Muhammad Ali is to boxing what Elvis is to rock & roll, dragging a disreputable sport kicking and screaming into mainstream public awareness. He was boxing’s first rock star, a charismatic celebrity who garnered massive attention both in and out of the ring. At the height of his career (the 60s & 70s), Ali was also a polarizing figure. Unlike Elvis, who always came across in public as an aw-shucks good ol’ boy, Ali was brash, egotistical, confrontational and never shied away from controversy due to his religious, political and civil rights views. But regardless or your personal opinion of the man, there's no disputing his status as one of the greatest athletes of all time.
Fan or not, you must admit Muhammad Ali is a fascinating, larger-than-life figure whose story is total Hollywood fodder. We’ve seen dozens of documentaries and dramatic biographies over the years, the best being When We Were Kings, which chronicled his 1974 bout with George Foreman, the worst being The Greatest, starring Ali himself in what amounts to a self-congratulatory vanity project.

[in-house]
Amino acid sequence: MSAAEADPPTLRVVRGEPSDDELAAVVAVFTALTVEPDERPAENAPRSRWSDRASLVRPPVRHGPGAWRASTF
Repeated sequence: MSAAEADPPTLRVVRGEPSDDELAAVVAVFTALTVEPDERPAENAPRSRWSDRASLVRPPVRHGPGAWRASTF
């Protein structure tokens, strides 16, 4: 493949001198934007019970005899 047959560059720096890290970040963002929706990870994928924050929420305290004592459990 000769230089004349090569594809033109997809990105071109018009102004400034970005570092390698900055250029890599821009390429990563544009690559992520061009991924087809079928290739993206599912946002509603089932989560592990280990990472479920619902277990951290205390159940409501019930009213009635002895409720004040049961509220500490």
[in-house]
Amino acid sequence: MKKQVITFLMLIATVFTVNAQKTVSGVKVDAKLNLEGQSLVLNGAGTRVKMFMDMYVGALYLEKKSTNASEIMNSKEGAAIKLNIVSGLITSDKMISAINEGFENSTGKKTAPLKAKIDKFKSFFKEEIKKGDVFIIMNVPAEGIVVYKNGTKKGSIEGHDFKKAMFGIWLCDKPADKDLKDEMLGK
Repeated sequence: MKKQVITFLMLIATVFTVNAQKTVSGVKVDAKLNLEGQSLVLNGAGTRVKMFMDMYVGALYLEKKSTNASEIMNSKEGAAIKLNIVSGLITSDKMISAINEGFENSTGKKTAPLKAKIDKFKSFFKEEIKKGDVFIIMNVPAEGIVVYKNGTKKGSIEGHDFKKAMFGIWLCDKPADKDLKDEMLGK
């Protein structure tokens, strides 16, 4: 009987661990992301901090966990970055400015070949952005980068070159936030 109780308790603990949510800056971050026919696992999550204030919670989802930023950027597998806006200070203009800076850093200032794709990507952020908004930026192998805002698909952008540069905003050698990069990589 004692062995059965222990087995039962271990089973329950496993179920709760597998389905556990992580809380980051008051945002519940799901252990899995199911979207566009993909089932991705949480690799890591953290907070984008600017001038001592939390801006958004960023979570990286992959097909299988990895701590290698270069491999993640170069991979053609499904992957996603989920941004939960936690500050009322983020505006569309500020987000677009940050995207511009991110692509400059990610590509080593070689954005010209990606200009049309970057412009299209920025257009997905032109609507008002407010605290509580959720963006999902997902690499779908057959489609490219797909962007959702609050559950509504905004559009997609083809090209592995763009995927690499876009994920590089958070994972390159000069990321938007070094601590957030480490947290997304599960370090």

I Am Ali falls somewhere in between. It’s technically a documentary, but not a traditional chronicle of his life and career. In fact, Ali himself only appears in archive footage (along with interludes of recorded phone conversations with family members and acquaintances). There’s also surprisingly little footage of his historic bouts. The film consists mostly of vignettes in which those closest to him (ex-wives, sons, daughters, old rivals, former managers, etc) lovingly recall Ali’s glory days and his impact on them personally.
Hence, some of more controversial or negative aspects of his life are fleetingly mentioned, but mostly glossed over, as this is more of a tribute to Ali than a life story. He’s seldom depicted as anything less than legendary, inspirational, saintly and beloved. That’s not necessarily a huge strike against the movie, but it does ultimately end up preaching to the converted. If you’re an Ali fan, this will confirm your love for the man. However, the uninitiated will learn relatively little about what truly made him such a dynamic personality, loved and loathed in equal measures.
Writer/director Clare Lewins deserves some kudos for the bittersweet tone which permeates the film, making us well-aware of the greatness of his achievements, yet sad in the knowledge those days are long gone. Even though he’s still around, we sometimes feel like there’s one less true hero in the world. I Am Ali also looks and sound terrific. Lewins creatively juxtaposes old footage with newly shot locations and interview settings, along with effective use of songs popular during Ali’s glory days.
Ultimately, I Am Ali is an interesting film, featuring scores of entertaining interviews with those who knew him best. But it definitely could have been so much more if it had presented a more unflinching look at all aspects of his life, the good & bad, the ups & downs, the victories & defeats.